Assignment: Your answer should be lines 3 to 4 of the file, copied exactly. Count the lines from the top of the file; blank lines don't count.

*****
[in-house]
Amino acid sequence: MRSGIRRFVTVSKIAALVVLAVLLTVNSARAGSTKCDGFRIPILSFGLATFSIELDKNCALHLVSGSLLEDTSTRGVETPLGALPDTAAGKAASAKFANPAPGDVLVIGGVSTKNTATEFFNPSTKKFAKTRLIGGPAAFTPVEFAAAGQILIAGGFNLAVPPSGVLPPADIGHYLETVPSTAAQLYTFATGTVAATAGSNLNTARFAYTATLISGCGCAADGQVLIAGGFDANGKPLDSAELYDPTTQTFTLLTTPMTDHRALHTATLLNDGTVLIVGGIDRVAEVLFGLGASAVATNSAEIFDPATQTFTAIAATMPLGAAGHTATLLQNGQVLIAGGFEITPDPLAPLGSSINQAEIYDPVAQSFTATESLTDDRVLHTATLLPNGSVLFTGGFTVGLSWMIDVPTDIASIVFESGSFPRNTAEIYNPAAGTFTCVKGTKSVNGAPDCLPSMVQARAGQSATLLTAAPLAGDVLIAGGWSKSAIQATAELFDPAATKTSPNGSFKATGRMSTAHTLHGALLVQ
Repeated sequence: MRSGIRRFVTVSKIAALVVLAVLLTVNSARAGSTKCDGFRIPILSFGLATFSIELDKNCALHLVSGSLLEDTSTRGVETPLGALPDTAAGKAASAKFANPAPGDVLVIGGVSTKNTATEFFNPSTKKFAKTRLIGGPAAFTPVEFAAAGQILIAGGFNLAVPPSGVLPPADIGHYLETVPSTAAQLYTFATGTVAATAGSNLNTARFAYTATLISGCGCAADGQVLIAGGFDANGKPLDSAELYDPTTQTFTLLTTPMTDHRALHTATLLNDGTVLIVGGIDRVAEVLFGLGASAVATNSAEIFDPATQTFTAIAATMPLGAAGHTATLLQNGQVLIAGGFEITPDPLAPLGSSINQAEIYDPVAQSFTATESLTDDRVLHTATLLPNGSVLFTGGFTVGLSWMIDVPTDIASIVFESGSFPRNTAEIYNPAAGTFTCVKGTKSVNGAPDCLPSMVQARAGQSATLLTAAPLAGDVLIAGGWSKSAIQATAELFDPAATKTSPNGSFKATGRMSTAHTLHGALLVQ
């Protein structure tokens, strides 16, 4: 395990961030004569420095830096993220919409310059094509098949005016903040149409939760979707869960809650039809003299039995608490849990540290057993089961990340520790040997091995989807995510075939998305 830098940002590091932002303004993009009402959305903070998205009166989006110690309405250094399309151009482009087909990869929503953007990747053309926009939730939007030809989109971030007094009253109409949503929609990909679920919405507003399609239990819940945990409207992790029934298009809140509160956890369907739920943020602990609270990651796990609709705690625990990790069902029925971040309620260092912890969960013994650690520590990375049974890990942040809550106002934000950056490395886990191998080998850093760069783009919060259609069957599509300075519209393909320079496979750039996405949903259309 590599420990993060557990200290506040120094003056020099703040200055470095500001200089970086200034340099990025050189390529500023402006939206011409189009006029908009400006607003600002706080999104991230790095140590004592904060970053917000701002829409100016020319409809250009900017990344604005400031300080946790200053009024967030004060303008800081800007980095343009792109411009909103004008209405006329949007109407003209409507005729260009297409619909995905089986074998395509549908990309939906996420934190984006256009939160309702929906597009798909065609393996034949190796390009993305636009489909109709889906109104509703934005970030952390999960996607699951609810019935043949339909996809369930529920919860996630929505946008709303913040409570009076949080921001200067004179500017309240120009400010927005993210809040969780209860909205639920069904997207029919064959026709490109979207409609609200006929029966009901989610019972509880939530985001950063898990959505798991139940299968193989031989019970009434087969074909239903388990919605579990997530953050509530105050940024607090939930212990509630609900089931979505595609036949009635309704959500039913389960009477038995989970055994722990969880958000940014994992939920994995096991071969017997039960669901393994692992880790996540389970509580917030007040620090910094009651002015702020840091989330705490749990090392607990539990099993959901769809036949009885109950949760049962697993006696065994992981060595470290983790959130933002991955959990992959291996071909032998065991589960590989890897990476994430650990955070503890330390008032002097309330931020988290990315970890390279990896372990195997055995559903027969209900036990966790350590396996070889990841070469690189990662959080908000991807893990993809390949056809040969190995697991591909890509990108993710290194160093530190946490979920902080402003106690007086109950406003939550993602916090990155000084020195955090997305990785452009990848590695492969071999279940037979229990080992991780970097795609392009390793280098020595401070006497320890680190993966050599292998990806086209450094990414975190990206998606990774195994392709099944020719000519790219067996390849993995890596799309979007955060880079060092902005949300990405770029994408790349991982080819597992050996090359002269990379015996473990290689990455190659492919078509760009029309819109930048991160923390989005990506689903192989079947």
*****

Repeated sequence: MRSGIRRFVTVSKIAALVVLAVLLTVNSARAGSTKCDGFRIPILSFGLATFSIELDKNCALHLVSGSLLEDTSTRGVETPLGALPDTAAGKAASAKFANPAPGDVLVIGGVSTKNTATEFFNPSTKKFAKTRLIGGPAAFTPVEFAAAGQILIAGGFNLAVPPSGVLPPADIGHYLETVPSTAAQLYTFATGTVAATAGSNLNTARFAYTATLISGCGCAADGQVLIAGGFDANGKPLDSAELYDPTTQTFTLLTTPMTDHRALHTATLLNDGTVLIVGGIDRVAEVLFGLGASAVATNSAEIFDPATQTFTAIAATMPLGAAGHTATLLQNGQVLIAGGFEITPDPLAPLGSSINQAEIYDPVAQSFTATESLTDDRVLHTATLLPNGSVLFTGGFTVGLSWMIDVPTDIASIVFESGSFPRNTAEIYNPAAGTFTCVKGTKSVNGAPDCLPSMVQARAGQSATLLTAAPLAGDVLIAGGWSKSAIQATAELFDPAATKTSPNGSFKATGRMSTAHTLHGALLVQ
């Protein structure tokens, strides 16, 4: 395990961030004569420095830096993220919409310059094509098949005016903040149409939760979707869960809650039809003299039995608490849990540290057993089961990340520790040997091995989807995510075939998305 830098940002590091932002303004993009009402959305903070998205009166989006110690309405250094399309151009482009087909990869929503953007990747053309926009939730939007030809989109971030007094009253109409949503929609990909679920919405507003399609239990819940945990409207992790029934298009809140509160956890369907739920943020602990609270990651796990609709705690625990990790069902029925971040309620260092912890969960013994650690520590990375049974890990942040809550106002934000950056490395886990191998080998850093760069783009919060259609069957599509300075519209393909320079496979750039996405949903259309 590599420990993060557990200290506040120094003056020099703040200055470095500001200089970086200034340099990025050189390529500023402006939206011409189009006029908009400006607003600002706080999104991230790095140590004592904060970053917000701002829409100016020319409809250009900017990344604005400031300080946790200053009024967030004060303008800081800007980095343009792109411009909103004008209405006329949007109407003209409507005729260009297409619909995905089986074998395509549908990309939906996420934190984006256009939160309702929906597009798909065609393996034949190796390009993305636009489909109709889906109104509703934005970030952390999960996607699951609810019935043949339909996809369930529920919860996630929505946008709303913040409570009076949080921001200067004179500017309240120009400010927005993210809040969780209860909205639920069904997207029919064959026709490109979207409609609200006929029966009901989610019972509880939530985001950063898990959505798991139940299968193989031989019970009434087969074909239903388990919605579990997530953050509530105050940024607090939930212990509630609900089931979505595609036949009635309704959500039913389960009477038995989970055994722990969880958000940014994992939920994995096991071969017997039960669901393994692992880790996540389970509580917030007040620090910094009651002015702020840091989330705490749990090392607990539990099993959901769809036949009885109950949760049962697993006696065994992981060595470290983790959130933002991955959990992959291996071909032998065991589960590989890897990476994430650990955070503890330390008032002097309330931020988290990315970890390279990896372990195997055995559903027969209900036990966790350590396996070889990841070469690189990662959080908000991807893990993809390949056809040969190995697991591909890509990108993710290194160093530190946490979920902080402003106690007086109950406003939550993602916090990155000084020195955090997305990785452009990848590695492969071999279940037979229990080992991780970097795609392009390793280098020595401070006497320890680190993966050599292998990806086209450094990414975190990206998606990774195994392709099944020719000519790219067996390849993995890596799309979007955060880079060092902005949300990405770029994408790349991982080819597992050996090359002269990379015996473990290689990455190659492919078509760009029309819109930048991160923390989005990506689903192989079947």